UC San Diego
10-nm CMOS : a design study on technology requirement with power/performance assessment
- Author(s): Liu, Minjian
- et al.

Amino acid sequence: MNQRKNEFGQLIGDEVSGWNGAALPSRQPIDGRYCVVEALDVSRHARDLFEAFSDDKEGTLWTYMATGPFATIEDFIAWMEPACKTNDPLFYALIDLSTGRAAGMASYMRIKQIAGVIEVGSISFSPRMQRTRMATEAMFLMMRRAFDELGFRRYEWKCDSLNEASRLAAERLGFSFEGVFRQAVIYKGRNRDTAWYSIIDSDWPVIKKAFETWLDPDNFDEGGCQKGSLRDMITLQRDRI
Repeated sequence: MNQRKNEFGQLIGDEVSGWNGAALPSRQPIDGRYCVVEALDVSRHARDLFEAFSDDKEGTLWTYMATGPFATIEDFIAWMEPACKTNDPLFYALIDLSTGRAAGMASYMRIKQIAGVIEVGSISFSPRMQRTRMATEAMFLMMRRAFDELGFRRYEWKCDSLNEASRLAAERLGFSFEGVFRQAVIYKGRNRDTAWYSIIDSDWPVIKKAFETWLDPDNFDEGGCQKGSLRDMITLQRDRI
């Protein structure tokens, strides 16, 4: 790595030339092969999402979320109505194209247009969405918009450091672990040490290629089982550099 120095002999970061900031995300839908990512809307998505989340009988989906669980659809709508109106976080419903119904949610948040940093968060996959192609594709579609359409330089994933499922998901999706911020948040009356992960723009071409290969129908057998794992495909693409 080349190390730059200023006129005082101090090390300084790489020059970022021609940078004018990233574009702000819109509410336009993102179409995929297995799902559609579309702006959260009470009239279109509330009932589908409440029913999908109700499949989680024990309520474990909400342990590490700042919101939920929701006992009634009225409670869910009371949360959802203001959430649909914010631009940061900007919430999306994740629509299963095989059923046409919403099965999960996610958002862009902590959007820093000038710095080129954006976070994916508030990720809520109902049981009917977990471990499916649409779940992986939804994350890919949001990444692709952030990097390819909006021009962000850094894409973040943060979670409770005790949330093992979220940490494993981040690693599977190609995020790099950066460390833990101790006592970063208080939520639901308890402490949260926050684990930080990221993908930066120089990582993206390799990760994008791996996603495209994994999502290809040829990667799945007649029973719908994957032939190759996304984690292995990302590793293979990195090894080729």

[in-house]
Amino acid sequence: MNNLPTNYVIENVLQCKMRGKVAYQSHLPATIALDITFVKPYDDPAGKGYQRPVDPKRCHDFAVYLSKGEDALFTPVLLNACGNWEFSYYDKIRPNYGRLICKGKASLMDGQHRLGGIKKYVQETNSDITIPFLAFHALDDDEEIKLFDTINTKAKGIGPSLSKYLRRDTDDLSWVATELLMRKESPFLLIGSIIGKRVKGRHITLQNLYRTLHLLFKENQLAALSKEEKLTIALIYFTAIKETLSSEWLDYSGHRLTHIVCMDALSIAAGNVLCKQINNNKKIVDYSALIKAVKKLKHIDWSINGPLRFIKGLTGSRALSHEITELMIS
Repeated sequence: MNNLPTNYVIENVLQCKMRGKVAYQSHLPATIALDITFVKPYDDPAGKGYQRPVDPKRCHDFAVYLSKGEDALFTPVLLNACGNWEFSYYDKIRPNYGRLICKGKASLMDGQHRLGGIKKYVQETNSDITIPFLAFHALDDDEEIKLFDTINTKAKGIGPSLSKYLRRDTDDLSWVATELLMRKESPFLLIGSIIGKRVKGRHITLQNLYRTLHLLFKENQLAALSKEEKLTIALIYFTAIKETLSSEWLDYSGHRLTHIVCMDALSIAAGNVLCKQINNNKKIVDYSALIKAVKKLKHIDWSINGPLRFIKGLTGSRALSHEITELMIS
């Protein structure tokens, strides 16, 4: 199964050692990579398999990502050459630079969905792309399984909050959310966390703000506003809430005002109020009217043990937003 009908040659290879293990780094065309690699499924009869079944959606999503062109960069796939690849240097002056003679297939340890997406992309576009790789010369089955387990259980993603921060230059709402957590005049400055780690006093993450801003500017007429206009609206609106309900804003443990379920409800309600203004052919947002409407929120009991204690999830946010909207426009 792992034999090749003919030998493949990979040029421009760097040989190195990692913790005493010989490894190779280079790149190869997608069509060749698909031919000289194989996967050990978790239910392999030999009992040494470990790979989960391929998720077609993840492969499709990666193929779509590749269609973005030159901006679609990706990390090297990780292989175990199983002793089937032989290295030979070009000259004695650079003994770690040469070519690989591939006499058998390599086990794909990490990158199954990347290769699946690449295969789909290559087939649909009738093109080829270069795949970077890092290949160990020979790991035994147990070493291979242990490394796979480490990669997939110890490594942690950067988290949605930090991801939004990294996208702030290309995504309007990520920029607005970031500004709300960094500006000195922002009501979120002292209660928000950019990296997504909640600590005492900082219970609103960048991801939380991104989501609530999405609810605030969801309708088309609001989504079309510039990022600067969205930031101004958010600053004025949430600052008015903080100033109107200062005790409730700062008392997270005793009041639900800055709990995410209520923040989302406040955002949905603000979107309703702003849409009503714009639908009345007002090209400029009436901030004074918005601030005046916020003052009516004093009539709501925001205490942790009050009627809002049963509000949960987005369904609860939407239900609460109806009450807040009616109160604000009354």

The scaling of CMOS technology has progressed rapidly for three decades, contributing to the superior performance and dramatically reduced cost per function for modern integrated circuits. As the CMOS dimension, in particular, the channel length approaches the nanometer regime (< 100nm), however, static power dissipation increases precipitously due to increasing leakage currents arising from quantum mechanical tunneling and electron thermal energy. To extend CMOS scaling to 10 nm while still gaining significant performance benefit, alternative device structures or materials are being studied extensively. This work considers the device design and technology requirements of scaling bulk MOSFET to the ultimate limit of 10 nm. For control of short channel effects, the 2-D scale length theory provides a guideline for CMOS device design. A scale length of less than 7 nm is required for 10-nm MOSFET with acceptable short channel effect. High-K dielectric is needed to replace silicon dioxide so that an effective oxide thickness of 0.4 nm can be obtained without inducing detrimental gate tunneling leakage. High body doping level of above 10¹⁹ cm⁻³ is required to control the depletion width to 5 nm. Metal gate would be needed to replace polysilicon gate to avoid poly-depletion effect. Counterdoping in the surface channel layer is necessary in order to lower the threshold voltage to 0.2 - 0.3 V. Also studied in this work are optimum gate-to-source/drain overlap length and the effect of source/drain lateral gradient on circuit performance. An inverse source/drain lateral gradient smaller than 3 nm /decade is needed to avoid excessive source/drain series resistance. Regions where the source/drain doping level drops below 7\times10¹⁹ cm⁻³ should not be left un-gated. In order to manage the increasing active power due to the increasing integration level, the scaling limit of power supply voltage is studied based on noise margin considerations. Mixed-mode simulation of a three-way NAND gate is used to study the minimum noise margin condition with the threshold roll-off taken into account. It is shown that a minimum supply voltage of 0.5 V is required for high performance CMOS circuits